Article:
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Hepatitis: Intensify immunisation coverage – Pate urges African nations



The Coordinating Minister of Health and Social Welfare, Prof Ali Pate, has urged African nations to intensify efforts to increase immunisation coverage for chronic hepatitis.....PROCEED.FULL.READING>>>

The minister stated that hepatitis has continued to pose a huge public health threat, unleashing devastating consequences among patients grappling with chronic infections worldwide.

This was contained in a speech he delivered at the opening ceremony of the African Hepatitis Summit with the theme: ‘Putting Africa on Track towards Viral Hepatitis Elimination’.

Pate was represented by the Permanent Secretary, Daju Kachollom, at the event.

“However, it’s noteworthy that hepatitis is preventable and curable, by putting in place a simplified approach deliverable at the primary level of care.

“This approach fortifies our ongoing and sustained commitment towards achieving universal health coverage by 2023,” he said.

Giving statistics about the disease, Pate reminded stakeholders that currently, Africa battles with a substantial hepatitis burden, with 82 million people living with Chronic Hepatitis B (CHB) and nine million people living with Chronic Hepatitis C (CHC) infections.

He added that the figures were further exacerbated by the fact that only 0.1 per cent of two per cent diagnosed with CHB and zero per cent of five per cent diagnosed with CHC received treatment in the year 2020.

Pate further noted that the high cost of treatment, which was often paid out-of-pocket continues to create a barrier to assess.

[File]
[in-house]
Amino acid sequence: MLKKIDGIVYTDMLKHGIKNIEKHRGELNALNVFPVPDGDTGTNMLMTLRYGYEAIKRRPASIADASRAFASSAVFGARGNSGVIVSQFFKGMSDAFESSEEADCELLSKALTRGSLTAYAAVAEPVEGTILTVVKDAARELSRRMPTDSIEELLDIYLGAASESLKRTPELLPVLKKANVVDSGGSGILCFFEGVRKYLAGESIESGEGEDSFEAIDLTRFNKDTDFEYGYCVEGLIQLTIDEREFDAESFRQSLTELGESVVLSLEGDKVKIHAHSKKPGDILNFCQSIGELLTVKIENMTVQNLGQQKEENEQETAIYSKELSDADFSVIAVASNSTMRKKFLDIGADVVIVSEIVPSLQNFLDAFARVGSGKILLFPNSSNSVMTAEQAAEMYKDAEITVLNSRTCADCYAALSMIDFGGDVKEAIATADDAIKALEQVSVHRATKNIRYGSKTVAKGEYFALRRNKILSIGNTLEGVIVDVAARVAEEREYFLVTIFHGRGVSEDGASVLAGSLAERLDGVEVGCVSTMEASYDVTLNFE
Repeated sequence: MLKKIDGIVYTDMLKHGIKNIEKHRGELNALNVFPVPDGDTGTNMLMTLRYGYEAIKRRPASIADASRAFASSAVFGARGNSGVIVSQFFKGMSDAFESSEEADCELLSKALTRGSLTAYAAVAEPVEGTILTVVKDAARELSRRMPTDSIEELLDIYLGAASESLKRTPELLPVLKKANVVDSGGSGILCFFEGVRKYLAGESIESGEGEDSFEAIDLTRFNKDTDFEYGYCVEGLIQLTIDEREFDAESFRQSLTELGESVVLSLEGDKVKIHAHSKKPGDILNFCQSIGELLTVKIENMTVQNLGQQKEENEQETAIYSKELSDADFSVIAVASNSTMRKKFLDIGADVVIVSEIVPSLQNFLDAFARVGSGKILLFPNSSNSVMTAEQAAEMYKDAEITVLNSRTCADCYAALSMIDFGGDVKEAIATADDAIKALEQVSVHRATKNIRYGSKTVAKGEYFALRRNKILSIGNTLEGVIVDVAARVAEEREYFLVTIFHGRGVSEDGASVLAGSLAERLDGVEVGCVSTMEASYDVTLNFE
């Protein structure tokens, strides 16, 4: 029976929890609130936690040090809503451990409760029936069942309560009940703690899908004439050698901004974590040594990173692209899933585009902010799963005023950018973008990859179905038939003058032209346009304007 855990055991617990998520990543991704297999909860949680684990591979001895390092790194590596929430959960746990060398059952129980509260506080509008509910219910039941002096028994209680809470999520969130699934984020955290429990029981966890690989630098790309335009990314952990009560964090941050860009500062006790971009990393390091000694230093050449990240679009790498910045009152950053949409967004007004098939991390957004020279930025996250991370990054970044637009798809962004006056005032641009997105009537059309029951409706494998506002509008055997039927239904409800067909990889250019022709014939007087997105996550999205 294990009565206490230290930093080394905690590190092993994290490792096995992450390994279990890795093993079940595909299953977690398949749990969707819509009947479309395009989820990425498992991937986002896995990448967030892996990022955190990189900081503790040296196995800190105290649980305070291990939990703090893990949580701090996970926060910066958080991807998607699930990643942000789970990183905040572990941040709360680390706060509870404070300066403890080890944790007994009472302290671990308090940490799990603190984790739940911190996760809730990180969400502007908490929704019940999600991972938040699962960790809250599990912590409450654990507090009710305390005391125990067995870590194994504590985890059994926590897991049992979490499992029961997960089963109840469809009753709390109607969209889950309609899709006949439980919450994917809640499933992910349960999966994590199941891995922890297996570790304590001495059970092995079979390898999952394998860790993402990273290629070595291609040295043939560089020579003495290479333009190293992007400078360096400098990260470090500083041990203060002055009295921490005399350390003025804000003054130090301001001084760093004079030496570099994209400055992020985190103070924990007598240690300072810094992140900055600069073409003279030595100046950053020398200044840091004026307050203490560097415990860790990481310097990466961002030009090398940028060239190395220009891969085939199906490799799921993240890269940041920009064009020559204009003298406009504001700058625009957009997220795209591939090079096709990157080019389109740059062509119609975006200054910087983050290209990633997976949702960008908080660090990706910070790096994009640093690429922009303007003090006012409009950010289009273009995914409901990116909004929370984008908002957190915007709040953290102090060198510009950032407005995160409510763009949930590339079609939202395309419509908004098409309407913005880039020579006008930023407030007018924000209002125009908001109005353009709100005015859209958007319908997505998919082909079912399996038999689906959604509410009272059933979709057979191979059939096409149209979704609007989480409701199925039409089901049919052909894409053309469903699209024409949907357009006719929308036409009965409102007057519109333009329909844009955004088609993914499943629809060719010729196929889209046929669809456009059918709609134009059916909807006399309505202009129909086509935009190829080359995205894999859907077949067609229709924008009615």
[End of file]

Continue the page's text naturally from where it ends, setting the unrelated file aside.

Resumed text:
“It is high time African nations collaborate to advocate for local production. We must also explore that health insurance are optimised.

“As we advocate for augmented financial commitment and support for hepatitis control response, it is imperative for African countries to align with World Health Organisation’s (WHO) new global health sector strategy, which has delineated new actions and targets to eliminate viral hepatitis by 2030.

“This strategy aims to curtail new infections and deaths to half a million each, globally, a reduction of 90 per cent and 65 per cent respectively,” he said.

On the home front, Pate said that Nigeria is committed to eliminating the disease.

“We will persist in working with the WHO and other stakeholders as well as mobilise and sustain domestic funding until Nigeria is hepatitis-free,” he said.

On his part, the President, World Hepatitis Alliance (WHA), Dr Danjuma Adda, said that he was not proud of the slow progress of African nations towards eliminating viral hepatitis as more could be done.

According to him, every year many are pushed into extreme poverty by the cost of paying for care out of pocket.

Presenting a paper about ‘The Cost of Hepatitis Elimination in Africa- Investment Case’, Dr Homie Razavi, Managing Director, Center for Disease Analysis (CDA) Foundation, said that Hepatitis B Virus (HBV) screening and treatment would peak at 2.1 to 1.7 billion dollars per year in 2035.

He also said that that Hepatitis C Vaccine (HCV) screening and treatment would peak at 218 million dollars per year and would drop after elimination is achieved……CONTINUE.FULL.READING>>>

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